At IBS, they have been attacked many times for their anti-radicalisation activity, which many people would perceive as a failure, but he thinks they turned this into their success as they have always gained the upper hand. Working against radicalisation is hugely stressful work. The level of stress and responsibility connected to running an organisation and working with such issues as radicalisation and violent extremism is enormous. He believes that those that say that working on these issues is a breeze are on a straight road to burn-out. Stress is an integral part of this work and you need to learn to manage it. He is looking for fun ways to unwind and get away from it a bit. He loves cooking and getting involved in some tasks linked to music production.

Coping mechanisms

With all the stress involved, he thinks what he and his fellow activists are doing is important and useful. here are not many people who are competent in the area of combating extremism and radicalisation in Poland, who know what to do. And Jacek believes it is really needed because it has a direct impact on the safety of Polish people and the way they live. This is his biggest motivation – “I care about safety, it is that simple”. He is equally motivated by the people he works with, all the people he meets professionally. If it hadn’t been for the people, he would not have been doing what he is doing. You can’t do much alone.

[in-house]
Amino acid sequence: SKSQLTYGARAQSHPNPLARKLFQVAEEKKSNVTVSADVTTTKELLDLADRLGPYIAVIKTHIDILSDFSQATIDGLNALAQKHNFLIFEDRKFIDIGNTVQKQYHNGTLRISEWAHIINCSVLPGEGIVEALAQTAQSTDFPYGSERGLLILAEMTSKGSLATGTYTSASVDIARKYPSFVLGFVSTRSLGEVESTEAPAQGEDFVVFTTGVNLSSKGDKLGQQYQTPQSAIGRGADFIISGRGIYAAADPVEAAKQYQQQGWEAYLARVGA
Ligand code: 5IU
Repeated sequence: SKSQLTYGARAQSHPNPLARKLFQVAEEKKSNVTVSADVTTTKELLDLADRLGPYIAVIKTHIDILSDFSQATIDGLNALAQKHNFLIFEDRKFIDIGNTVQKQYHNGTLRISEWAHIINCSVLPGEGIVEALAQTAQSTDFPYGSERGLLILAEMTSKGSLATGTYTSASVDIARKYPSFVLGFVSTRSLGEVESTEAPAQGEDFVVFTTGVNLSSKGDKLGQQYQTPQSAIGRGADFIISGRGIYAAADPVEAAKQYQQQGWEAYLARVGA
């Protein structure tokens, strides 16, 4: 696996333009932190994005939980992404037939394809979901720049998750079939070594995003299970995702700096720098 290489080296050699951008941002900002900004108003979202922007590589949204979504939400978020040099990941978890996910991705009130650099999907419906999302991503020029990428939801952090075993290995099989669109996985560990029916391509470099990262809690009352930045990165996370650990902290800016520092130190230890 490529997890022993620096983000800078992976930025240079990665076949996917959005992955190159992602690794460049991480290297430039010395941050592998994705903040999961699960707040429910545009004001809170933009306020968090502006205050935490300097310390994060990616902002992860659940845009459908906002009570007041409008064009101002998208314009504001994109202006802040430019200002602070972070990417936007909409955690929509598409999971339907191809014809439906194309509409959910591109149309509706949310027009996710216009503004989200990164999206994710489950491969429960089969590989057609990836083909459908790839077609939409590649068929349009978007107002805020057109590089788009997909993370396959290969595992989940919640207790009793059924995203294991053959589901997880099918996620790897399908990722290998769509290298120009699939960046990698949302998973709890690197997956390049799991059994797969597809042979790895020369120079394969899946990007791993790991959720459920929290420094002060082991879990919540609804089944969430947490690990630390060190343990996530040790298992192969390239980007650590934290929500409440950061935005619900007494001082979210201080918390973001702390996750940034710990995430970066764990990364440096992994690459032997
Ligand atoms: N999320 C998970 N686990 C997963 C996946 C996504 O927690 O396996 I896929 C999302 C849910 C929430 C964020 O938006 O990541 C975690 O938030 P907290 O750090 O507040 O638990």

Extremism explained to a 5-year-old

If he were to explain to a 5-year-old what he does, he would say that there are bad, evil people in the world and they want to threaten our daily safety. And very often they find too simple answers for difficult questions and they explain themselves the world in too simple a way. They are also influenced by other people who just fool them. “We are trying to stop these bad people, we are doing our best so that their evil approach to the world is not dominant and in order to feel safer in our daily lives. I like to think that countering radicalisation and violent extremism is countering evil.”

Extremism explained to family and friends